Binge eating disorder
Binge eating disorder involves regularly eating large portions of food all at once until you feel uncomfortably full, and then often upset or guilty. Men and women of any age can get binge eating disorder, but it typically begins in the late teens or early 20s.
Symptoms of binge eating disorder
Binges are often pre-planned and the person may buy ‘special’ binge foods.
The main symptom of binge eating disorder is eating very large amounts of food in a short time. This is often in an out-of-control way. But symptoms may also include:
- eating very fast during a binge
- eating until you feel uncomfortably full
- eating when you're not hungry
- eating alone or secretly
- feeling depressed, guilty, ashamed or disgusted after binge eating
If you recognise these symptoms in yourself or someone else, you should seek help, see section below.
Getting help for binge eating disorder
If you think you may have binge eating disorder, see your GP as soon as you can.
They will ask you questions about your eating habits and how you're feeling, and will check your weight and overall health.
If they think you may have binge eating disorder, or another eating disorder, your GP should refer you to an eating disorder specialist or team of specialists.
It can be very hard to admit you have a problem and to ask for help. It may make things easier if you bring a friend or loved one with you to your appointment.
You may also want to seek advice from an eating disorder support group such as Eating Disorders Association NI.
Getting help for someone else
If you're concerned that a family member or friend may have binge eating disorder, let them know you're worried about them and encourage them to see their GP. You could offer to go along with them.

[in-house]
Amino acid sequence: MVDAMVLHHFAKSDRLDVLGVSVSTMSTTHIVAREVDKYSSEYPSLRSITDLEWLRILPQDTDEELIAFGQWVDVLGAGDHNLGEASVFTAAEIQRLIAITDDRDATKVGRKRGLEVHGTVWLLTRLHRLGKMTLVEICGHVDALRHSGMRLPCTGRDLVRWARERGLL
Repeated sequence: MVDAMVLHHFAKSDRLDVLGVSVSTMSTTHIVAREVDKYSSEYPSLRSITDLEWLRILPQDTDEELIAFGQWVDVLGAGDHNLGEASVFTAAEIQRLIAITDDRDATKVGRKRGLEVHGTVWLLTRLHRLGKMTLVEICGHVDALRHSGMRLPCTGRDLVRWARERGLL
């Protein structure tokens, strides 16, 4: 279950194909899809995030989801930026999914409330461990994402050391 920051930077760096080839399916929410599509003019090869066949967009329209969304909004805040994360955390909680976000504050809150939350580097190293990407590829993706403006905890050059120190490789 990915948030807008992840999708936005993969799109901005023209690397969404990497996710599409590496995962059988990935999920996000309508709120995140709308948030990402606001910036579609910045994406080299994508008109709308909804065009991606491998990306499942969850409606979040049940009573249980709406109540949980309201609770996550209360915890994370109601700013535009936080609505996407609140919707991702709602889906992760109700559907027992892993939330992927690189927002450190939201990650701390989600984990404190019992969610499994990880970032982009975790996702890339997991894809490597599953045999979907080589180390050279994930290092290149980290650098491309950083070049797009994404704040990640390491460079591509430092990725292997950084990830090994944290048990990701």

Treatment for binge eating
With the right treatment and support, most people recover from binge eating disorder, but it may take time.
The main treatments for binge eating include:
- guided self-help programmes
- a type of talking therapy called cognitive behavioural therapy (CBT) – in group sessions or individual (one-on-one) sessions
Binge eating disorder often causes weight gain (though not always). This can lead to other health problems.
You shouldn't try to diet while you are having treatment as it can make your binge eating worse.
Causes of binge eating
It is not known exactly what causes binge eating disorder and other eating disorders. You may be more likely to get an eating disorder if:
- you or a member of your family has a history of eating disorders, depression, or alcohol or drug addiction
- you have been criticised for your eating habits, body shape or weight
- you are overly concerned with being slim, particularly if you also feel pressure from society or your job – for example, ballet dancers, jockeys, models or athletes
- you have anxiety, low self-esteem, an obsessive personality or are a perfectionist
- you have been sexually abused
More useful links
The information on this page has been adapted from original content from the NHS website.
For further information see terms and conditions.